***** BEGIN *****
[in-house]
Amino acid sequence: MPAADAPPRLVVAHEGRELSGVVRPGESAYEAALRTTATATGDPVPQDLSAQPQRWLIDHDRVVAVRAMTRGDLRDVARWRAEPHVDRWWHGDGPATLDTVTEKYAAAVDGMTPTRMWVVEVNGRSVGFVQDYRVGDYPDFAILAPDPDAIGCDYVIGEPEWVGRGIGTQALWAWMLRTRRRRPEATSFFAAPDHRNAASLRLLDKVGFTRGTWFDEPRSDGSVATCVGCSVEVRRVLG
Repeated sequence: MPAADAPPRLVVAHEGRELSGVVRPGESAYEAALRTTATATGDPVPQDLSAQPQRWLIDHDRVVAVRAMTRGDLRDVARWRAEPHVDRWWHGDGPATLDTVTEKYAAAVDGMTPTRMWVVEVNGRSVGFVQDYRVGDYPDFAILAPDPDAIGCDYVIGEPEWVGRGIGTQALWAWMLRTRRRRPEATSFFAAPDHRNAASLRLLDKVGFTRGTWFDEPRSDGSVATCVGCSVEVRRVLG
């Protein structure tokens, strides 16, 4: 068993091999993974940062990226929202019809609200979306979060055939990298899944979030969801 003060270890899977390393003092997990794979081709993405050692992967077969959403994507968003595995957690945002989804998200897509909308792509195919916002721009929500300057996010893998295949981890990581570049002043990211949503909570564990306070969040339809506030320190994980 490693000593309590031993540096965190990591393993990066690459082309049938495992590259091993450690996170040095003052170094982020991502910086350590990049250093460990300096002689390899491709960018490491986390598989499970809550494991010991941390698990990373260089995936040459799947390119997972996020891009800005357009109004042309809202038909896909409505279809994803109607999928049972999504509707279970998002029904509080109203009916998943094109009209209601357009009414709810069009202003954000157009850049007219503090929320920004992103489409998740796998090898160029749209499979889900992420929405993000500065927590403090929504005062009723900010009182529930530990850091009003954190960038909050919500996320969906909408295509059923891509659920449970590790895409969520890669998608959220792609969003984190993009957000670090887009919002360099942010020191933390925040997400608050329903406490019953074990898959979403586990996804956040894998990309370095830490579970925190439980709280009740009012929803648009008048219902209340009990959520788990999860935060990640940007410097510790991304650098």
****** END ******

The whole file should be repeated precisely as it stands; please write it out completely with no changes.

[in-house]
Amino acid sequence: MPAADAPPRLVVAHEGRELSGVVRPGESAYEAALRTTATATGDPVPQDLSAQPQRWLIDHDRVVAVRAMTRGDLRDVARWRAEPHVDRWWHGDGPATLDTVTEKYAAAVDGMTPTRMWVVEVNGRSVGFVQDYRVGDYPDFAILAPDPDAIGCDYVIGEPEWVGRGIGTQALWAWMLRTRRRRPEATSFFAAPDHRNAASLRLLDKVGFTRGTWFDEPRSDGSVATCVGCSVEVRRVLG
Repeated sequence: MPAADAPPRLVVAHEGRELSGVVRPGESAYEAALRTTATATGDPVPQDLSAQPQRWLIDHDRVVAVRAMTRGDLRDVARWRAEPHVDRWWHGDGPATLDTVTEKYAAAVDGMTPTRMWVVEVNGRSVGFVQDYRVGDYPDFAILAPDPDAIGCDYVIGEPEWVGRGIGTQALWAWMLRTRRRRPEATSFFAAPDHRNAASLRLLDKVGFTRGTWFDEPRSDGSVATCVGCSVEVRRVLG
């Protein structure tokens, strides 16, 4: 068993091999993974940062990226929202019809609200979306979060055939990298899944979030969801 003060270890899977390393003092997990794979081709993405050692992967077969959403994507968003595995957690945002989804998200897509909308792509195919916002721009929500300057996010893998295949981890990581570049002043990211949503909570564990306070969040339809506030320190994980 490693000593309590031993540096965190990591393993990066690459082309049938495992590259091993450690996170040095003052170094982020991502910086350590990049250093460990300096002689390899491709960018490491986390598989499970809550494991010991941390698990990373260089995936040459799947390119997972996020891009800005357009109004042309809202038909896909409505279809994803109607999928049972999504509707279970998002029904509080109203009916998943094109009209209601357009009414709810069009202003954000157009850049007219503090929320920004992103489409998740796998090898160029749209499979889900992420929405993000500065927590403090929504005062009723900010009182529930530990850091009003954190960038909050919500996320969906909408295509059923891509659920449970590790895409969520890669998608959220792609969003984190993009957000670090887009919002360099942010020191933390925040997400608050329903406490019953074990898959979403586990996804956040894998990309370095830490579970925190439980709280009740009012929803648009008048219902209340009990959520788990999860935060990640940007410097510790991304650098």